Public health or a “nanny state”?

This week I announced the Government would not permit the use of wood heaters in new homes in the development area of the Molonglo Valley due to the significant potential for air pollution from wood smoke.   The decision was based on an independent assessment of air pollution issues for the area .  You can see a copy of the report here.

Not surprisingly there was some criticism of my decision, with the cliche “nanny state” thrown about freely.

It is important to remember that wood smoke is a pollutant, and that there are some areas of Canberra, where due to the local topography, like Tuggeranong and Molonglo ( which are both valleys) wood smoke can become trapped in a pool of cold air closer to the ground and beneath the warmer air above in the winter months.  Wood smoke contains particulate matter and with prolonged exposure can cause serious illness.   Respiratory conditions, such as asthma can be seriously exacerbated, cardiovascular and circulatory conditions can also be made worse from ongoing exposure.   It is the very young and the elderly who are most susceptible, with exposure to the particulate matter in wood smoke known to contribute to chronic lung disease, heart problems and premature birth and death.  Wood heaters can also release excessive levels of carbon monoxide.

So how bad a problem is wood smoke pollution in the ACT ?  The latest Air Quality Report issued by the Environment Protection Authority shows it is the only air pollutant in the ACT to exceed the National Environment Protection Measure standard.   Last year saw 4 breaches of the national standard in the Tuggeranong Valley, and while this is an improvement on previous years, the potential for more breaches would occur if wood heaters were permitted in the Molonglo Valley.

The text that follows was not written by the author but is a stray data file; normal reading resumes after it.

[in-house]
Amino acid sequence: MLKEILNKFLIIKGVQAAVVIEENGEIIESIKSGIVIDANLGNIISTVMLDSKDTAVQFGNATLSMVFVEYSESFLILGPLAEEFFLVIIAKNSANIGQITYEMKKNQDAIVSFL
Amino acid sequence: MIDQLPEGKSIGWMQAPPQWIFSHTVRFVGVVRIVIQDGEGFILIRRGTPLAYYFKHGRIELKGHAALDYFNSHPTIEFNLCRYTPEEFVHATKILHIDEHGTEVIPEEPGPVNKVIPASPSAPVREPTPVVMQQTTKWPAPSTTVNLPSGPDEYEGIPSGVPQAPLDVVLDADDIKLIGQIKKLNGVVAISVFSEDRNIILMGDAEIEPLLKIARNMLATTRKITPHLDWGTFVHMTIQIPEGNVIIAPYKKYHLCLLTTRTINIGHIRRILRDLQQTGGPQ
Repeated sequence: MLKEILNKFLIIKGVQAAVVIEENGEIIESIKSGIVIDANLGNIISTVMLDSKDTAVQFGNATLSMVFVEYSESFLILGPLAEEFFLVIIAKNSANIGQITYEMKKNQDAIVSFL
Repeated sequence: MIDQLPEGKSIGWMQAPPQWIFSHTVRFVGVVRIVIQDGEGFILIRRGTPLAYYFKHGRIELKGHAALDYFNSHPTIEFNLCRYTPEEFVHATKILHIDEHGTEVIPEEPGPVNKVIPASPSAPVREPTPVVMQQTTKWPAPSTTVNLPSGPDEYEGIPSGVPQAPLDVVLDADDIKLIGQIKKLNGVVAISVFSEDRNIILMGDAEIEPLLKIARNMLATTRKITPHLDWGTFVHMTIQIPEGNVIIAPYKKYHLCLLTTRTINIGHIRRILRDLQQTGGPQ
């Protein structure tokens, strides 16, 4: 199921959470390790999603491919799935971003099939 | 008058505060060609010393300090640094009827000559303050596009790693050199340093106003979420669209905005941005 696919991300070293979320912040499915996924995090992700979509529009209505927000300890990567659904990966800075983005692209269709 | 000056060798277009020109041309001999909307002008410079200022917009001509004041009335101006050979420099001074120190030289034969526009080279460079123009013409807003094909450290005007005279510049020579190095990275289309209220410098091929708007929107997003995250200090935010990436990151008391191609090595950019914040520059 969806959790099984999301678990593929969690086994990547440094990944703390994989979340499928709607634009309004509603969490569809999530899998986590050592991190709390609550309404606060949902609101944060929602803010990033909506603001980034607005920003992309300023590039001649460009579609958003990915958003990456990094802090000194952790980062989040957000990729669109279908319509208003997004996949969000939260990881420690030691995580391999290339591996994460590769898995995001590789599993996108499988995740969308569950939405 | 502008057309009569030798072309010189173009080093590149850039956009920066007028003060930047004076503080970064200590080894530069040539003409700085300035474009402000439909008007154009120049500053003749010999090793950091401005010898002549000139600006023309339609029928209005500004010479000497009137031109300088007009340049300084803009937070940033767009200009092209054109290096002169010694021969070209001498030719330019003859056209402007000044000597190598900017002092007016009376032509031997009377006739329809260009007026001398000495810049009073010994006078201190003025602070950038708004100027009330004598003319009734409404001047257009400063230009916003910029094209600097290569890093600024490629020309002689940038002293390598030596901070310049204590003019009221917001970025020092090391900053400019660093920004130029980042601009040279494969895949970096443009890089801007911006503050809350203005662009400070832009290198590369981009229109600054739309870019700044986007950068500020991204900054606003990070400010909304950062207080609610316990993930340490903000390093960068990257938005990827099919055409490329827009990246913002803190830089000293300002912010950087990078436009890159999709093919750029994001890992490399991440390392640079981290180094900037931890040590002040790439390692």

So the choice is simple, knowing what we know about wood smoke being trapped in valleys like Molonglo in the winter months, and knowing that wood smoke can cause illness or make existing illness worse ( particularly in babies, young children and the elderly), do we take steps to help prevent the problem, or ignore the warnings?

I chose to protect public health rather than pander to the shrill cry of “nanny state”.



2 thoughts on “Public health or a “nanny state”?

  1. I totally agree. I personally love the smell of a wood fire, but I also know people who have very uncomfortable reactions to the same smoke, and I have to favour respecting their reasonable expectation of clean, breathable air if that is possible. In the pioneer days, when a farmhouse was the only dwelling in an area the size of one of our suburbs, the smoke had area to dissipate. Now that we’ve got 1000 dwellings in that same area, it is reasonable to expect our behaviours to change to suit the changed dwelling density. From the viewpoint of those who have reactions to smoke, placing that smoke into the air is not much different from flushing your toilet into the air.

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